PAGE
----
If you’ve used an older, smaller 12” MacBook before, this keyboard is likely to feel very similar. This is a big change and will bother some people. Others might happily go on using the keyboard and never know the difference. Personally, I couldn’t imagine using one as a writer. The unresponsive feel would drive me mad.

Any Port in a Storm?

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Another big announcement is that all the new MacBook Pros will only ship with USB-C ports. USB-C has a smaller connection slot that looks similar to a micro USB port.

While USB-C certainly is the future, we still have to live in the present. It would have been nice to have both USB-C and standard USB ports. Instead, you’ll need to carry a USB to USB-C dongle with you in order to use your standard devices.

This sounds similar to Apple’s decision to not add a headphone jack to the iPhone 7. Apple has always been the one to push future innovation, and the future they see is wireless. Confusingly, Apple decided to add a headphone jack to the 2016 MacBook Pros.
This means if you’re a real Apple fan and also have an iPhone 7, you can’t even use your wireless headphones for your $700 iPhone7 with your ~$2,000 MacBook Pro. If you want to use the same wireless headphones for both, you’ll have to add another dongle to carry around with you.

Hardware

MacBook Pro Box

As usual, there’s a variety of MacBook Pros coming out with similar design but different hardware and price points. As mentioned before, the lowest end 13” laptop comes in at $1,499. It comes with a 2.0GHz dual-core Intel Core i5 processor, 8GB of RAM, a 256GB SSD, and only 2 USB-C ports.

Meanwhile, for a similar price, you can get a Windows laptop with almost double that power. And you can get both standard USB and USB-C ports.

A more mid range example is the 15” MacBook Pro which comes with a 2.6GHz quad-core i7 processor, 16GB of RAM, a 256GB SSD. The graphics card is a 2GB AMD Radeon Pro 450 graphics card. This one costs $2,399.

As far as other physical things on the 2016 MacBook pros, the outside design hasn’t changed too radically. It’s still the space grey color with the aluminum covers. The design quality is high, as it always is. These laptops feel solid and are built to last.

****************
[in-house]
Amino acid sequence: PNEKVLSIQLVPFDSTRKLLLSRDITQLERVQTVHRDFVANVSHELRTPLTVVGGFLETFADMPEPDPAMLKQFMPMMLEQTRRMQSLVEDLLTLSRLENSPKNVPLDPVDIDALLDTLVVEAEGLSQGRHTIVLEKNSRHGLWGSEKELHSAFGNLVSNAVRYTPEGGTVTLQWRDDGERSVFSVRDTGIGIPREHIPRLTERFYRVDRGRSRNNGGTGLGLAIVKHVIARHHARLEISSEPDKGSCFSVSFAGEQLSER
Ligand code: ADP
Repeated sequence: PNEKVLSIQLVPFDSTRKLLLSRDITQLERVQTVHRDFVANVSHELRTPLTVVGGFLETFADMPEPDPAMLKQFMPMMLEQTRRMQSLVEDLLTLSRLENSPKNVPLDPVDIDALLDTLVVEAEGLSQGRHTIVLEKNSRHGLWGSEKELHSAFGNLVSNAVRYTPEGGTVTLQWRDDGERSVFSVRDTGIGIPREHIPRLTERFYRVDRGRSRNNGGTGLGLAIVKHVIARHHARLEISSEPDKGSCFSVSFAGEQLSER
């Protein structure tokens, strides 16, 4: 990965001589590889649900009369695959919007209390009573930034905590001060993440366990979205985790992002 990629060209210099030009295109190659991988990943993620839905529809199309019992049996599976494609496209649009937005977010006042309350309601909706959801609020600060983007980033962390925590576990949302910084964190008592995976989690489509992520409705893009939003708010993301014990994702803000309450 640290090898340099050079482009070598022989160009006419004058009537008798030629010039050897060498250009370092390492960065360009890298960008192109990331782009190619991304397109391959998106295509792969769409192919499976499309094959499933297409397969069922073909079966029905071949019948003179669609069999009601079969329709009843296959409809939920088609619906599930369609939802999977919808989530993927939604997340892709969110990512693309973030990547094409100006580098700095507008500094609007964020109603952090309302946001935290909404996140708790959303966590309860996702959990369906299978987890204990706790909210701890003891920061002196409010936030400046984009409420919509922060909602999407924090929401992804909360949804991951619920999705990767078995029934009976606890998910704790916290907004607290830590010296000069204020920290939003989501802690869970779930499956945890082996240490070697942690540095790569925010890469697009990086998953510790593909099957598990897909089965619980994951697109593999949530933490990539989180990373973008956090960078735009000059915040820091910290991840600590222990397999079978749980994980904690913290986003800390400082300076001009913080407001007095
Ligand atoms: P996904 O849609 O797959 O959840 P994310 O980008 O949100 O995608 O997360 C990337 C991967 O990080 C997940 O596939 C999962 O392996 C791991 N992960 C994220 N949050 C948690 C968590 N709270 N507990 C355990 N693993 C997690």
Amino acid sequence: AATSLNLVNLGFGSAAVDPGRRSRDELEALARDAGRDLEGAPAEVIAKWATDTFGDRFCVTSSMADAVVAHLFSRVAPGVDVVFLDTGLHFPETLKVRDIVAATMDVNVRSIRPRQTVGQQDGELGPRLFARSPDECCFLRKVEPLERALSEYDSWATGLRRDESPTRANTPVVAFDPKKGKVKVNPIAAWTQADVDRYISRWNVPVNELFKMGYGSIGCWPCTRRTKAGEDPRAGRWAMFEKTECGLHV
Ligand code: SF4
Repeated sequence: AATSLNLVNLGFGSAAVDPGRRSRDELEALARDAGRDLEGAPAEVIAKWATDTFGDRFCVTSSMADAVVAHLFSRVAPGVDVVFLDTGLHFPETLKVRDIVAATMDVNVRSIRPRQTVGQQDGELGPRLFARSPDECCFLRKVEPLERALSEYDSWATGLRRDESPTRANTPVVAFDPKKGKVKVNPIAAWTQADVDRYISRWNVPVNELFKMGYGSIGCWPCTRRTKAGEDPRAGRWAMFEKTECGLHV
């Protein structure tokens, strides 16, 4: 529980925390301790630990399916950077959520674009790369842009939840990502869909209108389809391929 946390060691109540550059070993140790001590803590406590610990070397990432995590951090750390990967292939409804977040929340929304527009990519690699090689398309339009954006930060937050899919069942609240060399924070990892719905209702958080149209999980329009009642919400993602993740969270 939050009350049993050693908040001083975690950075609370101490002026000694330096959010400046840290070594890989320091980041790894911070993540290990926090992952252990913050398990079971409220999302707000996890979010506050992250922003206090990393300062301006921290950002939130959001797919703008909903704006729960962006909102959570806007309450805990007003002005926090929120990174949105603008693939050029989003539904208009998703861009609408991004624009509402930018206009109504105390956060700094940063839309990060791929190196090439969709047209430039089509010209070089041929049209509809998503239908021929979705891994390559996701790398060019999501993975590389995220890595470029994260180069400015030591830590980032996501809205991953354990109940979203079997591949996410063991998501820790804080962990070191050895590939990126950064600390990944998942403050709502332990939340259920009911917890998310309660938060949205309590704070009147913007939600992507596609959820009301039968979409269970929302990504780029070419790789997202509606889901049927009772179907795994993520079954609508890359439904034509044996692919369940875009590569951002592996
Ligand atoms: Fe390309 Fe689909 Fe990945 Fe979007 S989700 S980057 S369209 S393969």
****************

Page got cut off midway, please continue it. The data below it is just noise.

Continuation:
Apple advertises the screen as the brightest, clearest screen they’ve ever shipped. And if it’s better than the previous MacBook pro screens, that probably means they’re among the prettiest in the industry.

Unfortunately, they’re still not touchscreens. It’s confusing that Apple still hasn’t hopped on the touchscreen train. Apple opened up the touch screen market with the release of the first iPhone. Now it’s become industry standard for laptops to have a touch screen. Even this $200 Asus Chromebook I’m typing on right now has a touch screen.

In Short

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There’s no question that the design quality of the new MacBook Pros is high. Like all Apple products, these machines will last a long time.

On the other hand, the price is creeping higher and their hardware is not keeping up. The new features are being billed as industry changing, but the innovations aren’t new and some of the updates aren’t even good.

If you have the budget and you’re in love with Apple products, go for it. They’re great laptops. However, if you’re still shopping around, be aware that you can get a significantly more powerful laptop with better features for a much lower price.

Like many others, I’ll be watching the release of the 2016 MacBook Pros closely. I don’t expect them to sell as much as Apple would like unless the company comes to its senses and lowers the price or offers people a product worth the money.